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Title: Can cops pull me for riding one handed?

Date: 04 November 2015

Q

In the past I¹ve been told off by the traffic cops for riding with only one hand on the bars, because apparently I¹m ‘not in proper control of the machine¹. Is it an offence to ride like that? If so, what¹s the point of cruise control where you can let go of the twistgrip without the throttle shutting off?

Colin Gray, Castle Cary, by email

A

There is no law that says you can’t ride one-handed. After all there are plenty of arm amputees enjoying their riding on our roads. But if a police officer believes there are other factors that do constitute the offence of ‘not being in proper control’ (S41 D of the Road Traffic Act 1988 and Regulation 110 Construction and Use Regulations 1986) it could get to Court. Mobile phone use by a driver is covered by the same legislation.

So riding one-handed is fine, but if you are fiddling with a pannier catch and the bike is weaving all over the road, then you could be committing an offence. Getting a pull for a wheelie falls under the same legislation (and can often lead to a dangerous driving charge) as the bike is not being ridden as it should be, with most of the bike’s braking capability up in the air.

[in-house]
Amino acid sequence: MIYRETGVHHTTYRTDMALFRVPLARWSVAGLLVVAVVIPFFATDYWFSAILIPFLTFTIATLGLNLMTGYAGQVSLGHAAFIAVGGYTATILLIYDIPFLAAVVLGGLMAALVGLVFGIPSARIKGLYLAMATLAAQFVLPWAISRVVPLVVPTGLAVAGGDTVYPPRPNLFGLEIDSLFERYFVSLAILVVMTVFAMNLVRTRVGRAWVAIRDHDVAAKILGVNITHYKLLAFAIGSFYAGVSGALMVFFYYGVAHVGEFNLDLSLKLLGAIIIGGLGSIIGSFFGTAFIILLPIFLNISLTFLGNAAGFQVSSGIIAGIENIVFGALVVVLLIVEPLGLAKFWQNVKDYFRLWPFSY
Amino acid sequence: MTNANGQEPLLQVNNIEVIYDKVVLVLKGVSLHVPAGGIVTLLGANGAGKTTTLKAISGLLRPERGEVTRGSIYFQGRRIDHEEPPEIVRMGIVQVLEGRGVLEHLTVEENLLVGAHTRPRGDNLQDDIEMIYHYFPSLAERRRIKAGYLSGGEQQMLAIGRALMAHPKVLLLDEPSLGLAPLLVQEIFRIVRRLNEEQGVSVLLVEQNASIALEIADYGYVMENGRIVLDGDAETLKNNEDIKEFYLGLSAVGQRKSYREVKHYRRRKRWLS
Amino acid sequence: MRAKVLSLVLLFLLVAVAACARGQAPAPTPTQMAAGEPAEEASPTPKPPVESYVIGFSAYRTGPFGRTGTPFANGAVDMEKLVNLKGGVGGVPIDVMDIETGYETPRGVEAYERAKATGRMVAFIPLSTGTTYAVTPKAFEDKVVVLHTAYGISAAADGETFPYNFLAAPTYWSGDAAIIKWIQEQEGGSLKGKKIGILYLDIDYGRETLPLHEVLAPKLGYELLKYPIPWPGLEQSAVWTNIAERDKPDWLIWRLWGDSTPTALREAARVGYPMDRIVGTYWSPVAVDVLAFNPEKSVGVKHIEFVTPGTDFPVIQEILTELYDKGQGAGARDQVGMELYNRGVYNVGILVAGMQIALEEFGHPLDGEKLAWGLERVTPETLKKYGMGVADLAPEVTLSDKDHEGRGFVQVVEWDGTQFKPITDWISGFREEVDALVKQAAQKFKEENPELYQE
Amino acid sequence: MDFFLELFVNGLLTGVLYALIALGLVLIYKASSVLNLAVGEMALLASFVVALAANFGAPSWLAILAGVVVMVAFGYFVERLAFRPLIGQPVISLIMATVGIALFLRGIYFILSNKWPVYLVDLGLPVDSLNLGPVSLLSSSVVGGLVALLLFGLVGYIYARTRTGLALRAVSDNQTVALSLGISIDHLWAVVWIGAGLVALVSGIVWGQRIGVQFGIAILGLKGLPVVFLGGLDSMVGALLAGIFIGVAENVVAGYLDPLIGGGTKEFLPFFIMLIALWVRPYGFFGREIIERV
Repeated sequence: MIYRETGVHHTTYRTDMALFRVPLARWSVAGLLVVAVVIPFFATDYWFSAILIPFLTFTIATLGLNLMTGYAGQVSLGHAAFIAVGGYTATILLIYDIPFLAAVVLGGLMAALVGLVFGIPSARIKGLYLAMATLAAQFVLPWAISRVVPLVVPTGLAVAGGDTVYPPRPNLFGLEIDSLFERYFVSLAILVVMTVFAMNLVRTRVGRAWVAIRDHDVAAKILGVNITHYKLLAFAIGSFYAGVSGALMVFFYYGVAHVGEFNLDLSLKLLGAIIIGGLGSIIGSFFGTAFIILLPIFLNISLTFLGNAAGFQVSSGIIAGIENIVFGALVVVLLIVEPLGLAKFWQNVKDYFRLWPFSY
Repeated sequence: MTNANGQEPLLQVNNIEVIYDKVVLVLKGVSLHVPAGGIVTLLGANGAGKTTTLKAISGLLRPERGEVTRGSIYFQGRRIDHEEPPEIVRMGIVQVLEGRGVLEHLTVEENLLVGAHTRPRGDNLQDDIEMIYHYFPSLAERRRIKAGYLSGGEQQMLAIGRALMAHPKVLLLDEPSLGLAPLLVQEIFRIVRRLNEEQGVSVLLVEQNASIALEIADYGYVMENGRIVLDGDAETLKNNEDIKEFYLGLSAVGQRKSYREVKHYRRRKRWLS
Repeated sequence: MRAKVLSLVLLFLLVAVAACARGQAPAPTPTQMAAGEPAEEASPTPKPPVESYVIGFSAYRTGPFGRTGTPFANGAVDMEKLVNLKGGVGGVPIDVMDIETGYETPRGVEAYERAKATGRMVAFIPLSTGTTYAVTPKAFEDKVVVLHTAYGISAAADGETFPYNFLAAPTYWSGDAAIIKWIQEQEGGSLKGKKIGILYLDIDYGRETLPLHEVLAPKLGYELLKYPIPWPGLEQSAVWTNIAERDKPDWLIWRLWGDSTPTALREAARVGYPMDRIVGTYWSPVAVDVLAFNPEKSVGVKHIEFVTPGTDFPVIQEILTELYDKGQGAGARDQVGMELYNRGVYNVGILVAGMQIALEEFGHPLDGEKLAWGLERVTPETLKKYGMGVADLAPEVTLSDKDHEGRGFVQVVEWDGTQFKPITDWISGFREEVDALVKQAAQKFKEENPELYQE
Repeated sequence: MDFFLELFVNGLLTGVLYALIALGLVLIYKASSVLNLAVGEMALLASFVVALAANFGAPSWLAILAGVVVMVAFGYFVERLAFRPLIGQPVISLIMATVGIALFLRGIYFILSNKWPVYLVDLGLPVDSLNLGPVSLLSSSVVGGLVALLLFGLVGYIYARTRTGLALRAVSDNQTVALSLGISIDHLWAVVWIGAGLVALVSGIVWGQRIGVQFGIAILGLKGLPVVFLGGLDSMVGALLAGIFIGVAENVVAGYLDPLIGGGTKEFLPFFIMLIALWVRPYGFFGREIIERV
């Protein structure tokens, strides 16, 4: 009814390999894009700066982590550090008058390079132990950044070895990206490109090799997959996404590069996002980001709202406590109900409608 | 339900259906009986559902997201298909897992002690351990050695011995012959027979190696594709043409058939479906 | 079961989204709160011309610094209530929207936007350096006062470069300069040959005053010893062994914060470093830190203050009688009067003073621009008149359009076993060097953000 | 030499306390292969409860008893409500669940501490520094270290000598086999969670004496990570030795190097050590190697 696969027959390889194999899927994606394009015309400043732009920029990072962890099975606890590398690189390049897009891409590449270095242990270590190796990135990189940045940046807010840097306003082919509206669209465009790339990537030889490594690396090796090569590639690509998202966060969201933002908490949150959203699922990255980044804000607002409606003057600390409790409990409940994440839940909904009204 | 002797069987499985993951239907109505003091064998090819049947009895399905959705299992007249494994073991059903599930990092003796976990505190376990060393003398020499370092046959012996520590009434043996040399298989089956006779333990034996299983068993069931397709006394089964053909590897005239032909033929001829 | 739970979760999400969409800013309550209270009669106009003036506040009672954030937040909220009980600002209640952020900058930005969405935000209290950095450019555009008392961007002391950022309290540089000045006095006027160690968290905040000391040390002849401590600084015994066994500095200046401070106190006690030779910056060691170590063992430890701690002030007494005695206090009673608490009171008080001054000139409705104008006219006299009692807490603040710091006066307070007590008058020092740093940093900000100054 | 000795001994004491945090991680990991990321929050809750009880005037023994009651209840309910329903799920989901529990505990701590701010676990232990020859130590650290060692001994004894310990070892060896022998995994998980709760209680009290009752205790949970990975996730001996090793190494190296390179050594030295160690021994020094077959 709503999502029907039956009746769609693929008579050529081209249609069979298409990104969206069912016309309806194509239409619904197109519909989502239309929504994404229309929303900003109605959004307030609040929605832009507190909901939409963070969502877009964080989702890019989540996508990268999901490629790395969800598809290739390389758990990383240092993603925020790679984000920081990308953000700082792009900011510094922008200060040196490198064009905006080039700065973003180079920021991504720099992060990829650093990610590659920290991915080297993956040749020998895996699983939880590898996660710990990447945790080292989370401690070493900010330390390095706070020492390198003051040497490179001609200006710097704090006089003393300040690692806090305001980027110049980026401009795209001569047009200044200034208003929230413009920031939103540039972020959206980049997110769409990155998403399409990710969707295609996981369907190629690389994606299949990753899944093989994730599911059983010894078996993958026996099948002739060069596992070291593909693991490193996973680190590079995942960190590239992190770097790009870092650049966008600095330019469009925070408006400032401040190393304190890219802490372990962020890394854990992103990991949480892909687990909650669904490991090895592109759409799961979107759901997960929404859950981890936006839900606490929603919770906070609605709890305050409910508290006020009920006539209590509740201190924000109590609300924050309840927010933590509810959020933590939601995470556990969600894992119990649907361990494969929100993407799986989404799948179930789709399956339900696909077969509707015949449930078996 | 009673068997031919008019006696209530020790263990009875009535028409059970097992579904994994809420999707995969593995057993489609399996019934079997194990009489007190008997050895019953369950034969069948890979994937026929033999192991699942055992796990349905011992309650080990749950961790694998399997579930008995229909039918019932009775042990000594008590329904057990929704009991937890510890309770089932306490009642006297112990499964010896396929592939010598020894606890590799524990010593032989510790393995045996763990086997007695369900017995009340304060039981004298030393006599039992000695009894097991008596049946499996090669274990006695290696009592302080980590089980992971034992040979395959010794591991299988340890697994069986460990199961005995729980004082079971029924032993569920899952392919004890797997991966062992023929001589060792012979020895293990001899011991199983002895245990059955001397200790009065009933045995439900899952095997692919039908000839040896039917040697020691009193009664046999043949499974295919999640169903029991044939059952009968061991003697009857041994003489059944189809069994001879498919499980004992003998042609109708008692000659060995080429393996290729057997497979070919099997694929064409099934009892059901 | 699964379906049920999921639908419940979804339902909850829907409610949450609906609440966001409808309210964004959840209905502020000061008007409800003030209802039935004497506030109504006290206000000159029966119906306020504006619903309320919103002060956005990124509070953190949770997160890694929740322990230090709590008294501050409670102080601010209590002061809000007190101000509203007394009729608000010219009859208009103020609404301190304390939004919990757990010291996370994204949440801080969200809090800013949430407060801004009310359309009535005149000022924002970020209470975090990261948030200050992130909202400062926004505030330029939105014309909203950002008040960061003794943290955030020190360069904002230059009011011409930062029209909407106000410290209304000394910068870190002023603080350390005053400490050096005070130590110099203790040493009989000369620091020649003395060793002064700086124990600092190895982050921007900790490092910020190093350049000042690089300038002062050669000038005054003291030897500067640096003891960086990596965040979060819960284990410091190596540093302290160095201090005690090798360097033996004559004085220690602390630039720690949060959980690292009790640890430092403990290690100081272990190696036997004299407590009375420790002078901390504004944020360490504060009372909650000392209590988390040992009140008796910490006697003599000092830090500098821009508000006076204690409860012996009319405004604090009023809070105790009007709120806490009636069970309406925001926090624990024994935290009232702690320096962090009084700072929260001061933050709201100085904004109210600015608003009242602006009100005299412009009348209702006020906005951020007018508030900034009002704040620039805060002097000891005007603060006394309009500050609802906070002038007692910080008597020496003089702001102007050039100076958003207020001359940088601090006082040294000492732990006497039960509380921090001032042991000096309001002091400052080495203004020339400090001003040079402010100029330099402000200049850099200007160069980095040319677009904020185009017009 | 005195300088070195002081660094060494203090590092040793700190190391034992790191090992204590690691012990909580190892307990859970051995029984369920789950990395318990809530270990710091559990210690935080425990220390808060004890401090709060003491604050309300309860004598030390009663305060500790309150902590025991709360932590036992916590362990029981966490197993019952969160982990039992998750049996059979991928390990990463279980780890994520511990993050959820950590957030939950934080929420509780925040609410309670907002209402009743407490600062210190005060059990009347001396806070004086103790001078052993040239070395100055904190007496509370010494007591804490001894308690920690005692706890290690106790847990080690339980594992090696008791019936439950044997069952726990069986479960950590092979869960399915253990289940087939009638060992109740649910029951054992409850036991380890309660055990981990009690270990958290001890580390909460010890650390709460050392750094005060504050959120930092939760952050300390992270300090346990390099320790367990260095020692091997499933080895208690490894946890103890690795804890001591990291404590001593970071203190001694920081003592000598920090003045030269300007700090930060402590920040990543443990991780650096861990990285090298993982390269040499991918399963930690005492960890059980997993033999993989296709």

Relaxing your throttle grip with cruise control on is one thing, but a police officer could argue in Court that resting your right hand anywhere else than the handlebar for an extended time seriously limits your ability to brake and swerve around a sudden obstacle.

The penalty for this offence is Level 3 fine, maximum of £1,000 and 3 points with a discretionary disqualification.

Section 41D in full is……A person who contravenes or fails to comply with a construction and use requirement — (a) as to not driving a motor vehicle in a position which does not give proper control or a full view of the road and traffic ahead, or not causing or permitting the driving of a motor vehicle by another person in such a position, or (b) as to not driving or supervising the driving of a motor vehicle while using a hand-held mobile telephone or other hand-held interactive communication device, or not causing or permitting the driving of a motor vehicle by another person using such a telephone or other device, is guilty of an offence.

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